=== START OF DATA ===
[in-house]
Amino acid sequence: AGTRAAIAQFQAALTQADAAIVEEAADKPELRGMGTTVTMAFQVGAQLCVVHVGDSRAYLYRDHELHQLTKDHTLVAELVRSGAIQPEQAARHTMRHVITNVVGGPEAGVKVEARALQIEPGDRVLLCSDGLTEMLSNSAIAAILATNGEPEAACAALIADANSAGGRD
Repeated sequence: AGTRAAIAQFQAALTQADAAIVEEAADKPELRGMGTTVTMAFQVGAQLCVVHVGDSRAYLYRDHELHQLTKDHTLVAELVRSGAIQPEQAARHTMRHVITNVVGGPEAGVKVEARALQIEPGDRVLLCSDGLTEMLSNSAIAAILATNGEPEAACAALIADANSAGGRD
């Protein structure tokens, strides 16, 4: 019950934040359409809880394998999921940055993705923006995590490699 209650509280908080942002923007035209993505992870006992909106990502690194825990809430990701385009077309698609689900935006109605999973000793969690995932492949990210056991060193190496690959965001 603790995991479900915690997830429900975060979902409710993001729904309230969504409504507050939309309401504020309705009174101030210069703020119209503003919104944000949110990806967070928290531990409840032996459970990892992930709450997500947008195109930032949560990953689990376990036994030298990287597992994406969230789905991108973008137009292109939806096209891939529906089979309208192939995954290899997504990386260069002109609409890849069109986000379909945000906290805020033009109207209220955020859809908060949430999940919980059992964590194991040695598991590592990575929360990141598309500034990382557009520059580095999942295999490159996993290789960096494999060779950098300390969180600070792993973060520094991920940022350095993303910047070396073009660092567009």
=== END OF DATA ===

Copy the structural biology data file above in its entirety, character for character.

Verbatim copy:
[in-house]
Amino acid sequence: AGTRAAIAQFQAALTQADAAIVEEAADKPELRGMGTTVTMAFQVGAQLCVVHVGDSRAYLYRDHELHQLTKDHTLVAELVRSGAIQPEQAARHTMRHVITNVVGGPEAGVKVEARALQIEPGDRVLLCSDGLTEMLSNSAIAAILATNGEPEAACAALIADANSAGGRD
Repeated sequence: AGTRAAIAQFQAALTQADAAIVEEAADKPELRGMGTTVTMAFQVGAQLCVVHVGDSRAYLYRDHELHQLTKDHTLVAELVRSGAIQPEQAARHTMRHVITNVVGGPEAGVKVEARALQIEPGDRVLLCSDGLTEMLSNSAIAAILATNGEPEAACAALIADANSAGGRD
């Protein structure tokens, strides 16, 4: 019950934040359409809880394998999921940055993705923006995590490699 209650509280908080942002923007035209993505992870006992909106990502690194825990809430990701385009077309698609689900935006109605999973000793969690995932492949990210056991060193190496690959965001 603790995991479900915690997830429900975060979902409710993001729904309230969504409504507050939309309401504020309705009174101030210069703020119209503003919104944000949110990806967070928290531990409840032996459970990892992930709450997500947008195109930032949560990953689990376990036994030298990287597992994406969230789905991108973008137009292109939806096209891939529906089979309208192939995954290899997504990386260069002109609409890849069109986000379909945000906290805020033009109207209220955020859809908060949430999940919980059992964590194991040695598991590592990575929360990141598309500034990382557009520059580095999942295999490159996993290789960096494999060779950098300390969180600070792993973060520094991920940022350095993303910047070396073009660092567009």